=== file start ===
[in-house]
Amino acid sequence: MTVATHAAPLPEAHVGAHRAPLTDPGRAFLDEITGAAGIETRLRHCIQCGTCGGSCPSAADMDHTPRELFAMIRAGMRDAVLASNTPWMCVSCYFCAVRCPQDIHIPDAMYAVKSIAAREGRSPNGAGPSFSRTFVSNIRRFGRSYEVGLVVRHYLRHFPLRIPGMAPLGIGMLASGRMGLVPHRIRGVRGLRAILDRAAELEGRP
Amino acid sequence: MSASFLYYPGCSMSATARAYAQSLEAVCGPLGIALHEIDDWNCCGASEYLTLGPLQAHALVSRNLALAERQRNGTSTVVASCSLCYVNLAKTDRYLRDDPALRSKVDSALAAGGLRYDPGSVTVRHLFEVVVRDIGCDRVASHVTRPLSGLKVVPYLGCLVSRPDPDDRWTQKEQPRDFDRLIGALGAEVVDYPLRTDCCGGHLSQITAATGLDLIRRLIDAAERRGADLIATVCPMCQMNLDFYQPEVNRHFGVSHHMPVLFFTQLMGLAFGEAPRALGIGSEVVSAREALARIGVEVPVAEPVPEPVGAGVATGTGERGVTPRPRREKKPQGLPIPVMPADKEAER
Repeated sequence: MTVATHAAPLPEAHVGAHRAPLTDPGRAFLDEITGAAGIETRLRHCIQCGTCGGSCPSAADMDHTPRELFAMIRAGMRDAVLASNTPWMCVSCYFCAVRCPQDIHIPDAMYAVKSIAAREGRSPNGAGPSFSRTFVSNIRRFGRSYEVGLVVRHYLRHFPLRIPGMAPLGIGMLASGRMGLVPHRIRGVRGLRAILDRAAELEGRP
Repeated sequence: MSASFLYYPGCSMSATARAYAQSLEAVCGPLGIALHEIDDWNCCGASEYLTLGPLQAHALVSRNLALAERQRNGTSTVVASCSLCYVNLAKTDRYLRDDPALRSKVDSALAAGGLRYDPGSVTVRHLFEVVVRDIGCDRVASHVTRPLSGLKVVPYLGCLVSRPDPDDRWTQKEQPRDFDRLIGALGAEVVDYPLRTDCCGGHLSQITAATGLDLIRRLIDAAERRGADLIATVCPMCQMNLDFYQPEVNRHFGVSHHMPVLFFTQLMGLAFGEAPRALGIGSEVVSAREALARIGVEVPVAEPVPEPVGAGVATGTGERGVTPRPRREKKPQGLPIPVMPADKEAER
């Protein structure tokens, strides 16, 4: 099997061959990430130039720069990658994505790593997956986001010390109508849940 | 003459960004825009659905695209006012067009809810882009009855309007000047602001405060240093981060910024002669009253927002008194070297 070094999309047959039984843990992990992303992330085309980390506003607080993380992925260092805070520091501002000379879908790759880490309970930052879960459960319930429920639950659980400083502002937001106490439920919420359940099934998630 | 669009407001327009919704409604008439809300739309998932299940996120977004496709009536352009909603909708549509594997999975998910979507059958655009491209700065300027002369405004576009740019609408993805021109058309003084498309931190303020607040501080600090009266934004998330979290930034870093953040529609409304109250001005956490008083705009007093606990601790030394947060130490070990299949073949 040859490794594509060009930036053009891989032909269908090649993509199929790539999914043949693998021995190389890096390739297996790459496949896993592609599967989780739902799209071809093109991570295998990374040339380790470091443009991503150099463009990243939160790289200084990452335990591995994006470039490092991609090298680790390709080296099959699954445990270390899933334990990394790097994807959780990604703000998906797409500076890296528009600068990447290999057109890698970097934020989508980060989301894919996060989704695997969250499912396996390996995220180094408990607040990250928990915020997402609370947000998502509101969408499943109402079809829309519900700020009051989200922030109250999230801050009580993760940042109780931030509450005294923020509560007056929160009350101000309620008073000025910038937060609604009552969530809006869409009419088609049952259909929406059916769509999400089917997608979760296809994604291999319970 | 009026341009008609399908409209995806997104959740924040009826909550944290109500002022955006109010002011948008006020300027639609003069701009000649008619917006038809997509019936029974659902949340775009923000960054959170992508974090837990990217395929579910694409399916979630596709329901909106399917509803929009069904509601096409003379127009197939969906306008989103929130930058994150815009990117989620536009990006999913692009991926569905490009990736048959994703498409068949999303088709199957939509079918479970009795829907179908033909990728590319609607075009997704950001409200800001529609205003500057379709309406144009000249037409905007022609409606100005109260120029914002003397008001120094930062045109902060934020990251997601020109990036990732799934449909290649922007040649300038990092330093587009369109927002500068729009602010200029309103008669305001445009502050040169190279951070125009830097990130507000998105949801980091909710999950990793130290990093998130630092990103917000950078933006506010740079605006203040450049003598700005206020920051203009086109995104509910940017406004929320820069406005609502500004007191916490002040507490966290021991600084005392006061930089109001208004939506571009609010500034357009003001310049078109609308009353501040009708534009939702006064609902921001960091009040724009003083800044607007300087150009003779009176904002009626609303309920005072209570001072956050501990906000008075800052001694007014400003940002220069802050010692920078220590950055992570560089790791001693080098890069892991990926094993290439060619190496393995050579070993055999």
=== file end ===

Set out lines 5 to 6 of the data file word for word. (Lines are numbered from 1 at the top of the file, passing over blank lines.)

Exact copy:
Repeated sequence: MSASFLYYPGCSMSATARAYAQSLEAVCGPLGIALHEIDDWNCCGASEYLTLGPLQAHALVSRNLALAERQRNGTSTVVASCSLCYVNLAKTDRYLRDDPALRSKVDSALAAGGLRYDPGSVTVRHLFEVVVRDIGCDRVASHVTRPLSGLKVVPYLGCLVSRPDPDDRWTQKEQPRDFDRLIGALGAEVVDYPLRTDCCGGHLSQITAATGLDLIRRLIDAAERRGADLIATVCPMCQMNLDFYQPEVNRHFGVSHHMPVLFFTQLMGLAFGEAPRALGIGSEVVSAREALARIGVEVPVAEPVPEPVGAGVATGTGERGVTPRPRREKKPQGLPIPVMPADKEAER
């Protein structure tokens, strides 16, 4: 099997061959990430130039720069990658994505790593997956986001010390109508849940 | 003459960004825009659905695209006012067009809810882009009855309007000047602001405060240093981060910024002669009253927002008194070297 070094999309047959039984843990992990992303992330085309980390506003607080993380992925260092805070520091501002000379879908790759880490309970930052879960459960319930429920639950659980400083502002937001106490439920919420359940099934998630 | 669009407001327009919704409604008439809300739309998932299940996120977004496709009536352009909603909708549509594997999975998910979507059958655009491209700065300027002369405004576009740019609408993805021109058309003084498309931190303020607040501080600090009266934004998330979290930034870093953040529609409304109250001005956490008083705009007093606990601790030394947060130490070990299949073949 040859490794594509060009930036053009891989032909269908090649993509199929790539999914043949693998021995190389890096390739297996790459496949896993592609599967989780739902799209071809093109991570295998990374040339380790470091443009991503150099463009990243939160790289200084990452335990591995994006470039490092991609090298680790390709080296099959699954445990270390899933334990990394790097994807959780990604703000998906797409500076890296528009600068990447290999057109890698970097934020989508980060989301894919996060989704695997969250499912396996390996995220180094408990607040990250928990915020997402609370947000998502509101969408499943109402079809829309519900700020009051989200922030109250999230801050009580993760940042109780931030509450005294923020509560007056929160009350101000309620008073000025910038937060609604009552969530809006869409009419088609049952259909929406059916769509999400089917997608979760296809994604291999319970 | 009026341009008609399908409209995806997104959740924040009826909550944290109500002022955006109010002011948008006020300027639609003069701009000649008619917006038809997509019936029974659902949340775009923000960054959170992508974090837990990217395929579910694409399916979630596709329901909106399917509803929009069904509601096409003379127009197939969906306008989103929130930058994150815009990117989620536009990006999913692009991926569905490009990736048959994703498409068949999303088709199957939509079918479970009795829907179908033909990728590319609607075009997704950001409200800001529609205003500057379709309406144009000249037409905007022609409606100005109260120029914002003397008001120094930062045109902060934020990251997601020109990036990732799934449909290649922007040649300038990092330093587009369109927002500068729009602010200029309103008669305001445009502050040169190279951070125009830097990130507000998105949801980091909710999950990793130290990093998130630092990103917000950078933006506010740079605006203040450049003598700005206020920051203009086109995104509910940017406004929320820069406005609502500004007191916490002040507490966290021991600084005392006061930089109001208004939506571009609010500034357009003001310049078109609308009353501040009708534009939702006064609902921001960091009040724009003083800044607007300087150009003779009176904002009626609303309920005072209570001072956050501990906000008075800052001694007014400003940002220069802050010692920078220590950055992570560089790791001693080098890069892991990926094993290439060619190496393995050579070993055999």